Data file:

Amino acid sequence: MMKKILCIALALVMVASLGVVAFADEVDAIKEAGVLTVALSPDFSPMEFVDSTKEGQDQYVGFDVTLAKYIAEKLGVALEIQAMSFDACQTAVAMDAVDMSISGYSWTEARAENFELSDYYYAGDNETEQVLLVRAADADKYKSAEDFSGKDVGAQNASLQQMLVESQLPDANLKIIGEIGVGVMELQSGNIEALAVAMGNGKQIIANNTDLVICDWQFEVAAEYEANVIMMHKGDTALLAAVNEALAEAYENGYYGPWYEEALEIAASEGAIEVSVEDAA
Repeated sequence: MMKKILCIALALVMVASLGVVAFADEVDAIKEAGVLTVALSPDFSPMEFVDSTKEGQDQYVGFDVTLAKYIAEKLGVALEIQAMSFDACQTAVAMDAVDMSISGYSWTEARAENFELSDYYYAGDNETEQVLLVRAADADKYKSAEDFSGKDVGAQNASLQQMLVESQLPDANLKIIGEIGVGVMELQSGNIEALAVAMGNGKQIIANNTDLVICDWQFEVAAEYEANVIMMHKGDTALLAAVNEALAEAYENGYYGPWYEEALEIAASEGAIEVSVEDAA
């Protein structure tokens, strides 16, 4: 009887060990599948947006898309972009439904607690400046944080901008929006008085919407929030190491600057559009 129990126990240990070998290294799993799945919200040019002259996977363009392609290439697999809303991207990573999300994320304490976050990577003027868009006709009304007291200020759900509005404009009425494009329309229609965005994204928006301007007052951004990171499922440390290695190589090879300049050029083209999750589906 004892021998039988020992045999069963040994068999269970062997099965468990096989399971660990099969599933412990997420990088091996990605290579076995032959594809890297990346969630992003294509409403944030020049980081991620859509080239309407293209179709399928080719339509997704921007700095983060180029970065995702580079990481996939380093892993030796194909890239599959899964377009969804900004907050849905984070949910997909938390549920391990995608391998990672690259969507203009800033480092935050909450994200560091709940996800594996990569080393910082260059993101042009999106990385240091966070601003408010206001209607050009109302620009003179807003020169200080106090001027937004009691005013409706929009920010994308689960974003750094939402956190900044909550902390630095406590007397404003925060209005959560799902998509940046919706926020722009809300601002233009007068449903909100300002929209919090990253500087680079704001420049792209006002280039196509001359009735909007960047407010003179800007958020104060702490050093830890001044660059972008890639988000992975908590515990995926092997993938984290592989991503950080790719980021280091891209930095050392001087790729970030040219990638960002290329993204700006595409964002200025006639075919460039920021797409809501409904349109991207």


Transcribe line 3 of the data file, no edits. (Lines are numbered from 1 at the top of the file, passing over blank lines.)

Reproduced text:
């Protein structure tokens, strides 16, 4: 009887060990599948947006898309972009439904607690400046944080901008929006008085919407929030190491600057559009 129990126990240990070998290294799993799945919200040019002259996977363009392609290439697999809303991207990573999300994320304490976050990577003027868009006709009304007291200020759900509005404009009425494009329309229609965005994204928006301007007052951004990171499922440390290695190589090879300049050029083209999750589906 004892021998039988020992045999069963040994068999269970062997099965468990096989399971660990099969599933412990997420990088091996990605290579076995032959594809890297990346969630992003294509409403944030020049980081991620859509080239309407293209179709399928080719339509997704921007700095983060180029970065995702580079990481996939380093892993030796194909890239599959899964377009969804900004907050849905984070949910997909938390549920391990995608391998990672690259969507203009800033480092935050909450994200560091709940996800594996990569080393910082260059993101042009999106990385240091966070601003408010206001209607050009109302620009003179807003020169200080106090001027937004009691005013409706929009920010994308689960974003750094939402956190900044909550902390630095406590007397404003925060209005959560799902998509940046919706926020722009809300601002233009007068449903909100300002929209919090990253500087680079704001420049792209006002280039196509001359009735909007960047407010003179800007958020104060702490050093830890001044660059972008890639988000992975908590515990995926092997993938984290592989991503950080790719980021280091891209930095050392001087790729970030040219990638960002290329993204700006595409964002200025006639075919460039920021797409809501409904349109991207």